Quirks & Quarks

Earthquake science takes great strides in the 10 years since massive quake hit Japan

10 years ago a massive earthquake struck off the coast of Japan, resulting in a massive tsunami, killing nearly 16,000 people. But it also became the best studied large earthquake in history thanks to the number of instruments that captured the event in remarkable detail.

The 2011 quake was so strong, the Earth started spinning faster and days were a microsecond shorter.

A woman prays at a memorial site for the victims of the 2011 Tohoku earthquake and tsunami. (Yuichi Yamazaki/Getty Images)

Ten years after one of the strongest earthquakes ever recorded — and the costliest natural disaster in history — the world's earthquake hotspots are safer because of the lessons learned.

On March 11, 2011, a magnitude 9.0 earthquake struck the Pacific coast near the Tōhoku region of Japan, triggering a tsunami more than 40 metres high, which surged up to 10 kilometres inland, destroying everything in its path. It killed more than 15,000 people, and left hundreds of thousands of people homeless, and caused a triple nuclear meltdown at the Fukushima nuclear power plant.

On the ground and undersea, recently installed observation networks captured the event in remarkable detail.

An aerial picture shows a view of the tsunami-devastated the town of Ishinomaki, Japan on April 1, 2011. (KAZUHIRO NOGI/AFP via Getty Images)

"It was really the first well recorded subduction earthquake anywhere in the world. There were well over a thousand instruments on Japan that recorded this earthquake, both seismographs and GPS," earthquake seismologist John Cassidy told Quirks & Quarks host Bob McDonald.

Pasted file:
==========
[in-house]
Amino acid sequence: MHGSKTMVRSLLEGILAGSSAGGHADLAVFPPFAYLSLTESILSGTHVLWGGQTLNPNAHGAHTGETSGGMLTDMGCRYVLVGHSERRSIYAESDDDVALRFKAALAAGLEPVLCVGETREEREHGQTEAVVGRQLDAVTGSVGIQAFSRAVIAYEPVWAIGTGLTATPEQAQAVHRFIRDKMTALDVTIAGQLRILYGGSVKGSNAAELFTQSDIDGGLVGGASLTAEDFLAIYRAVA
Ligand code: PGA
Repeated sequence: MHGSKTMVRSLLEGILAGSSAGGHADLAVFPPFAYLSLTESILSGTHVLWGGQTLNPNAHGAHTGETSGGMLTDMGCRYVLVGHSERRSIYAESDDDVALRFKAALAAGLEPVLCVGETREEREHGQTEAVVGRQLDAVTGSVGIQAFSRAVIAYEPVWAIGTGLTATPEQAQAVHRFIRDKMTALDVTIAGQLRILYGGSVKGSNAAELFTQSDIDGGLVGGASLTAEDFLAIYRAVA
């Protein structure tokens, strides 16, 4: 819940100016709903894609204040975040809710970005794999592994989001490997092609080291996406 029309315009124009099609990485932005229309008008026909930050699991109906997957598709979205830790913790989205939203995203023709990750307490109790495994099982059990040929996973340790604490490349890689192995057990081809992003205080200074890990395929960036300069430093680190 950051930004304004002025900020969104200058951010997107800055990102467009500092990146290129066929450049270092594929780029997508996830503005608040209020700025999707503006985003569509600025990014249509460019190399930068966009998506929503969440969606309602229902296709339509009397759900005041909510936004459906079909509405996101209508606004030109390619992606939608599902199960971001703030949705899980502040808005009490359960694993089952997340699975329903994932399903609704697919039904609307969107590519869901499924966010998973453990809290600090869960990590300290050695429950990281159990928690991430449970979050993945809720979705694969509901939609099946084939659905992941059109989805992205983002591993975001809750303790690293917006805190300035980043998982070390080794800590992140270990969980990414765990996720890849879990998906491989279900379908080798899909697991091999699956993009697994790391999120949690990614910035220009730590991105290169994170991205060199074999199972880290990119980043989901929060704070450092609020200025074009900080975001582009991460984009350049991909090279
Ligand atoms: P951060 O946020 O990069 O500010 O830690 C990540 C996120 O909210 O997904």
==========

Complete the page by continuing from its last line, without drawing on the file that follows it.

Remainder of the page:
Those recordings allowed for detailed measurements of the types of forces exerted from a quake this large, which has helped inform researchers around the world, including in Canada. 

"We know that the same type of earthquake happens here. We've seen evidence for 19 of those in the past 10,000 years. But we don't have any recordings of the shaking because the last one was more than 300 years ago," said Cassidy, who is the head of the Earthquake Seismology Section at Natural Resources Canada.

In this photo from 2019, work continues on a seawall near one of the towns hit by the 2011 Tohoku earthquake and tsunami. Japan has spent around $12 billion on the construction of 245 miles of seawall along its north east coast. (Carl Court/Getty Images)

But now, thanks to the information from the Tōhoku earthquake, "we know the size of the earthquakes and we know what type of ground shaking to expect."

"So that information has been folded into our national building code and is being used today in the design of bridges and structures to make them more earthquake resistant."

You can listen to Cassidy's full interview with Bob McDonald at the link above.

Written and produced by Amanda Buckiewicz


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